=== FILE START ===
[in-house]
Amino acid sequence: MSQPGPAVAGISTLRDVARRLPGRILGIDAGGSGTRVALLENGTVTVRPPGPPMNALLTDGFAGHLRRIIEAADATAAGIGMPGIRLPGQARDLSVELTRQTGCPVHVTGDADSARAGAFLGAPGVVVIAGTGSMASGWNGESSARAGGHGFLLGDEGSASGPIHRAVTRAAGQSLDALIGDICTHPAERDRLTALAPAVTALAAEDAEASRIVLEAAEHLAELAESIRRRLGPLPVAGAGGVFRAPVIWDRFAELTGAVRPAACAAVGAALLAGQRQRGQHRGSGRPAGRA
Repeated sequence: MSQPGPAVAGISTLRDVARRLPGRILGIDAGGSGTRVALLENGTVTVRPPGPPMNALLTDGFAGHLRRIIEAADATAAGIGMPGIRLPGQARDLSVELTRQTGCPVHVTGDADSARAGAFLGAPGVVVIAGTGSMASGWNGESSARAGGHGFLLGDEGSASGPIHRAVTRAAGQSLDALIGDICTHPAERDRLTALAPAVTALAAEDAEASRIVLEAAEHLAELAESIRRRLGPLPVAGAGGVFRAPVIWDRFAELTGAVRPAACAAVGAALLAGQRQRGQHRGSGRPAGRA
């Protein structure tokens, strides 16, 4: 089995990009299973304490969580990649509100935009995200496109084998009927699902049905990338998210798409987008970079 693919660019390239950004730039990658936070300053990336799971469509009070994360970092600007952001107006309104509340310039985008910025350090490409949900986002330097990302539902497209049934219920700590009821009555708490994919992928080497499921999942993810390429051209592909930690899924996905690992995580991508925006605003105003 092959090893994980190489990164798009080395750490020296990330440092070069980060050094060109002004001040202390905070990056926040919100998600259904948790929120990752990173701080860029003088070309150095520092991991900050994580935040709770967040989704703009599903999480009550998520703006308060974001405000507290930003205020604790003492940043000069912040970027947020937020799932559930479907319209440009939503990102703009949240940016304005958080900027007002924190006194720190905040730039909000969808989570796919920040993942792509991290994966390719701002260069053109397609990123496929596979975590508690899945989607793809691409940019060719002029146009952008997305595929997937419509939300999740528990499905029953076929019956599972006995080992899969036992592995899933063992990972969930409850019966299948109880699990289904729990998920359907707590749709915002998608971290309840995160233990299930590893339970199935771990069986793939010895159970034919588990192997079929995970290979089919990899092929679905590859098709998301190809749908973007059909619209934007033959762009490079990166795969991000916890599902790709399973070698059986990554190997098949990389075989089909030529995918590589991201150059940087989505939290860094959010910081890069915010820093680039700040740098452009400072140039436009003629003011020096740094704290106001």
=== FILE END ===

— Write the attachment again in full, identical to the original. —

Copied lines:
[in-house]
Amino acid sequence: MSQPGPAVAGISTLRDVARRLPGRILGIDAGGSGTRVALLENGTVTVRPPGPPMNALLTDGFAGHLRRIIEAADATAAGIGMPGIRLPGQARDLSVELTRQTGCPVHVTGDADSARAGAFLGAPGVVVIAGTGSMASGWNGESSARAGGHGFLLGDEGSASGPIHRAVTRAAGQSLDALIGDICTHPAERDRLTALAPAVTALAAEDAEASRIVLEAAEHLAELAESIRRRLGPLPVAGAGGVFRAPVIWDRFAELTGAVRPAACAAVGAALLAGQRQRGQHRGSGRPAGRA
Repeated sequence: MSQPGPAVAGISTLRDVARRLPGRILGIDAGGSGTRVALLENGTVTVRPPGPPMNALLTDGFAGHLRRIIEAADATAAGIGMPGIRLPGQARDLSVELTRQTGCPVHVTGDADSARAGAFLGAPGVVVIAGTGSMASGWNGESSARAGGHGFLLGDEGSASGPIHRAVTRAAGQSLDALIGDICTHPAERDRLTALAPAVTALAAEDAEASRIVLEAAEHLAELAESIRRRLGPLPVAGAGGVFRAPVIWDRFAELTGAVRPAACAAVGAALLAGQRQRGQHRGSGRPAGRA
């Protein structure tokens, strides 16, 4: 089995990009299973304490969580990649509100935009995200496109084998009927699902049905990338998210798409987008970079 693919660019390239950004730039990658936070300053990336799971469509009070994360970092600007952001107006309104509340310039985008910025350090490409949900986002330097990302539902497209049934219920700590009821009555708490994919992928080497499921999942993810390429051209592909930690899924996905690992995580991508925006605003105003 092959090893994980190489990164798009080395750490020296990330440092070069980060050094060109002004001040202390905070990056926040919100998600259904948790929120990752990173701080860029003088070309150095520092991991900050994580935040709770967040989704703009599903999480009550998520703006308060974001405000507290930003205020604790003492940043000069912040970027947020937020799932559930479907319209440009939503990102703009949240940016304005958080900027007002924190006194720190905040730039909000969808989570796919920040993942792509991290994966390719701002260069053109397609990123496929596979975590508690899945989607793809691409940019060719002029146009952008997305595929997937419509939300999740528990499905029953076929019956599972006995080992899969036992592995899933063992990972969930409850019966299948109880699990289904729990998920359907707590749709915002998608971290309840995160233990299930590893339970199935771990069986793939010895159970034919588990192997079929995970290979089919990899092929679905590859098709998301190809749908973007059909619209934007033959762009490079990166795969991000916890599902790709399973070698059986990554190997098949990389075989089909030529995918590589991201150059940087989505939290860094959010910081890069915010820093680039700040740098452009400072140039436009003629003011020096740094704290106001």